Prosecutor General (PG) Muhthaz Muhsin has slammed criminal court chief judge Abdulla Mohamed for questioning the validity of charges filed against several suspects indicted for assaulting a police officer during an anti-government protest on May 1.
At a hearing on Monday, the chief judge reportedly criticised state prosecutors for charging 11 defendants under the 2010 ‘Intimidation and Possession of Dangerous Weapons and Sharp Instruments Act.’
Judge Abdulla questioned the PG office’s decision to charge 11 out of 13 suspects with assault using a dangerous weapon despite evidence showing the accused beating a policeman with their hands and feet.
Video footage shows protesters tripping and kicking the Specialist Operations (SO) officer and two men hitting the policeman over the head with his helmet and baton.
The chief judge said the charges must be based on the alleged offence and suggested that the PG office pressed the wrong charges on purpose to ensure acquittals.
Defending the PG office’s decision, Muhsin told local media today that two suspects was charged with assault using a dangerous weapon or sharp object whilst the rest were charged under a separate provision in the law that criminalises assisting or participating in such an assault.
Pressing charges is the prerogative of the PG office, Muhsin said, and the judge does not have the right to criticise such decisions.
Muhsin also said the Judicial Service Commission (JSC) should investigate the chief judge for allegedly “accusing the PG of filing the charges deliberately to free [the suspects].”
“Judges make decisions in cases, they don’t criticise,” he was quoted as saying by CNM.
The assault charge carries a jail sentence of between three to five years.
High Court precedent
Muhsin meanwhile noted that the High Court had recently overruled the criminal court’s decision not to accept a case against suspects charged in connection with the murder of 23-year-old Ahmed Jailam Shakir in February.
The three suspects were also charged with assault using dangerous weapons and sharp objects, but the criminal court’s registrar contended that the PG office’s interpretation of the 2010 law was incorrect.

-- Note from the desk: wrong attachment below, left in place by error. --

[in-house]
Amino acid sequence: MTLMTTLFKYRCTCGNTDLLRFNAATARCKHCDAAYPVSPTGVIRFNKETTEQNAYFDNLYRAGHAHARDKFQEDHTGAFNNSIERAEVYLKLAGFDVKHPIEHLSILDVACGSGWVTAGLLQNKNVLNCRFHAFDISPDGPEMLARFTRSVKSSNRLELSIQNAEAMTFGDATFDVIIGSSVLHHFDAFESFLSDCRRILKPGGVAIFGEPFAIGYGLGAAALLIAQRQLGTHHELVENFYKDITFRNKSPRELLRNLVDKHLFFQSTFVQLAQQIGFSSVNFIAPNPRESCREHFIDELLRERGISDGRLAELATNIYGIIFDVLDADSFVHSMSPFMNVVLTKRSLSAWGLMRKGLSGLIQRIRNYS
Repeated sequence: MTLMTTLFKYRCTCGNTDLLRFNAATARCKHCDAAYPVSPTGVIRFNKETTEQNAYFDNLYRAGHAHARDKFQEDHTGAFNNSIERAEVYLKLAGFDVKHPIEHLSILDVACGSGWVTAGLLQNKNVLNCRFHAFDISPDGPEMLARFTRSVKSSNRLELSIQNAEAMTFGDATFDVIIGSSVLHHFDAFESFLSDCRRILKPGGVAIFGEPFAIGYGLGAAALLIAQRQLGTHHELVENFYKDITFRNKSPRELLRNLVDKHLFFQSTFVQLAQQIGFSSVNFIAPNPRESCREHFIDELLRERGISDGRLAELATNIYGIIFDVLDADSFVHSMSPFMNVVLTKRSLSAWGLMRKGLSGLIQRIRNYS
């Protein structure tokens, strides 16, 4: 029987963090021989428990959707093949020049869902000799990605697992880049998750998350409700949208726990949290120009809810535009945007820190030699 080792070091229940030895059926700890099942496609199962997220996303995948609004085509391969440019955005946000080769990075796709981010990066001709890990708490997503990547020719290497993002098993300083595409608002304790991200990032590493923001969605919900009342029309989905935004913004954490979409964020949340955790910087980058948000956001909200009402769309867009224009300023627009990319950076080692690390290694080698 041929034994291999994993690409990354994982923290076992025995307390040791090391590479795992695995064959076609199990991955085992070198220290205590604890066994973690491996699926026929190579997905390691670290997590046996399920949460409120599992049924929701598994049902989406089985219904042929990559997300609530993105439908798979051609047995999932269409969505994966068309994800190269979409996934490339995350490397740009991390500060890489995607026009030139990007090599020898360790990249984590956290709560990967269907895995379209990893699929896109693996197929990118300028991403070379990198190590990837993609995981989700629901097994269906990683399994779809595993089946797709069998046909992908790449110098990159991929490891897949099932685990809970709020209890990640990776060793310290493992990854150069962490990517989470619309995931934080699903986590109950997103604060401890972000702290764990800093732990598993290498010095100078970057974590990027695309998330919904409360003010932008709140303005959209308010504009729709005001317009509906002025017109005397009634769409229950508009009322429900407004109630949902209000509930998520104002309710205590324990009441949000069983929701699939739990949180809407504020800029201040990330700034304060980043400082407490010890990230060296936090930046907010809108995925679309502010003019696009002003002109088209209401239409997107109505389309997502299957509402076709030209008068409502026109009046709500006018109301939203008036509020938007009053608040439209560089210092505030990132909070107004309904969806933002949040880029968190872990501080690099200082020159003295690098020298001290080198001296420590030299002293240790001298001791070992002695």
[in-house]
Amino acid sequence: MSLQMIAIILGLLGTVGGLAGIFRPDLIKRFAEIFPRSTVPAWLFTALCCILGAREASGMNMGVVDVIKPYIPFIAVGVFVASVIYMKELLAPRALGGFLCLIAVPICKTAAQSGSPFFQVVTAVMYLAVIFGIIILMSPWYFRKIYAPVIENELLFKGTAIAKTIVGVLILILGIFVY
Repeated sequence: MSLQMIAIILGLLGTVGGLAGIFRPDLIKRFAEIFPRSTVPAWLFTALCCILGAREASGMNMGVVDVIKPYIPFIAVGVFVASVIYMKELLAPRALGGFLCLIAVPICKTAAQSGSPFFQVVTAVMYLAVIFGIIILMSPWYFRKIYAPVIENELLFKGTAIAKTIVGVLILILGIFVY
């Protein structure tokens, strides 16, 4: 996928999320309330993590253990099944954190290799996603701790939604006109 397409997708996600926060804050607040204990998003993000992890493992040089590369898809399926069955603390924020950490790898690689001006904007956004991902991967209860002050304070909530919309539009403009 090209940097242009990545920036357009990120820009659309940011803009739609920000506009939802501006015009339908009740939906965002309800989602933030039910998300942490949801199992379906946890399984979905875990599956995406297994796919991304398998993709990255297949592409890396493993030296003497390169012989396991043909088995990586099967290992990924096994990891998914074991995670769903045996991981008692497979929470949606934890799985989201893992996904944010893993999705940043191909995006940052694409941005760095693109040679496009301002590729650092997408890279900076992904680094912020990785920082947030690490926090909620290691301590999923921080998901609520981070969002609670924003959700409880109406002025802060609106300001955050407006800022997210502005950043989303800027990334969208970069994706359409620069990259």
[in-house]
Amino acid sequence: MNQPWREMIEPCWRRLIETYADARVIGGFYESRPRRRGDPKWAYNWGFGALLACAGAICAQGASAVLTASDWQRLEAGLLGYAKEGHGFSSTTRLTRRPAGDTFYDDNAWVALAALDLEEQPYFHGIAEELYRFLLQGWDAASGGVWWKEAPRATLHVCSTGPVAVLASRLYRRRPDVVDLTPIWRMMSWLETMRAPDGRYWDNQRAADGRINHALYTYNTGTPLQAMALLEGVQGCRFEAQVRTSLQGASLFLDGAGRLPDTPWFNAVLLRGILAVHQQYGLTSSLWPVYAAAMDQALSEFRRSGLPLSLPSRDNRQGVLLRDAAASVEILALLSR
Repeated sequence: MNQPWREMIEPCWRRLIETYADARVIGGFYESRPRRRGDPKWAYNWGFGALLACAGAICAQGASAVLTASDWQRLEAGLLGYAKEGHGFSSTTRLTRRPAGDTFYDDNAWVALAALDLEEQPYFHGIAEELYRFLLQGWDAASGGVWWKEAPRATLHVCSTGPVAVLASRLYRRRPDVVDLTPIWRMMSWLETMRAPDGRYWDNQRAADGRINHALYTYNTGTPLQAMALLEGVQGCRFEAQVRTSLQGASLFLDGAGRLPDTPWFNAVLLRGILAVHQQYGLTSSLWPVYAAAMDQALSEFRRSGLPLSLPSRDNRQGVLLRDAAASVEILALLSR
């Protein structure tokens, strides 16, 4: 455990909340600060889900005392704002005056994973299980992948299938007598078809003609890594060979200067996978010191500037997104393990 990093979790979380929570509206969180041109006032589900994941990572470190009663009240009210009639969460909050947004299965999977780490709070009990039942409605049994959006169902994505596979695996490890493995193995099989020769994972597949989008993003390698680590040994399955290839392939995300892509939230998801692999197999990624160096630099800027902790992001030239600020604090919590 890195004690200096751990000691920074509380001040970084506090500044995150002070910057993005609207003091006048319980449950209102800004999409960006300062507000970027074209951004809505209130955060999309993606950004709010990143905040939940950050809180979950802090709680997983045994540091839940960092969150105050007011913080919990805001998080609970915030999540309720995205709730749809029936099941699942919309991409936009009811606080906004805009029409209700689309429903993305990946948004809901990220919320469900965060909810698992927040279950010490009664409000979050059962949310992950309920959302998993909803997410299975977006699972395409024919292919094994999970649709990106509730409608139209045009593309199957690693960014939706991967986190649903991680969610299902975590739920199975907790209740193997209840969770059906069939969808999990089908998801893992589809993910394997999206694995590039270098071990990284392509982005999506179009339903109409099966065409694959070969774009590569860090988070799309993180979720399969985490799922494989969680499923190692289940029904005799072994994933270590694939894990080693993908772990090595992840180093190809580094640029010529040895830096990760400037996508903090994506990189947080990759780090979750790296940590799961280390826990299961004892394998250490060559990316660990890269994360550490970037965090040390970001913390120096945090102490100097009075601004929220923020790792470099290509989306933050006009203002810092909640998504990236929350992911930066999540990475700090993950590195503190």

The PG office subsequently appealed the registrar’s decision and the High Court ordered the lower court to accept the case if it is filed within seven days.
While only one suspect was accused of stabbing the victim, the criminal court had objected to the PG office charging the other suspects under the same law as they were only accused of aiding and abetting the crime.
Judge Abdulla cannot criticise the decision to charge the May Day protesters due to the High Court’s precedent, Muhsin insisted.
Responding to the chief judge’s criticism at Monday’s hearing, the state prosecutor reportedly argued that the suspects who kicked the policeman allowed the other suspects to assault the officer with weapons and therefore participated in the assault.
The state prosecutor requested further time to address the criticism after the chief judge and defence lawyers repeatedly raised the issue.
PG Muhsin attended today’s hearing to defend the PG office’s decision. At today’s hearing, two suspects pleaded not guilty to the charges while their lawyer contended that the pair did not use dangerous weapons.
The suspects are accused of assaulting the police officer using his helmet and baton. Responding to the defence lawyers, Muhsin insisted that the items could be considered dangerous weapons under the law.
One of the 13 suspects, Mohamed Shinan, had pleaded guilty to the charges in mid-July.
Scores of protesters and some police officers were injured during violent clashes on the night of May 1. The injured policeman, Sergeant Abdul Rahman Hussain, was flown to Sri Lanka for medical treatment while the police publicised video footage of the incident and appealed for public assistance in locating suspects.
The main opposition Maldivian Democratic Party had meanwhile accused police of torturing and threatening to kill three suspects arrested for assaulting the police officer.
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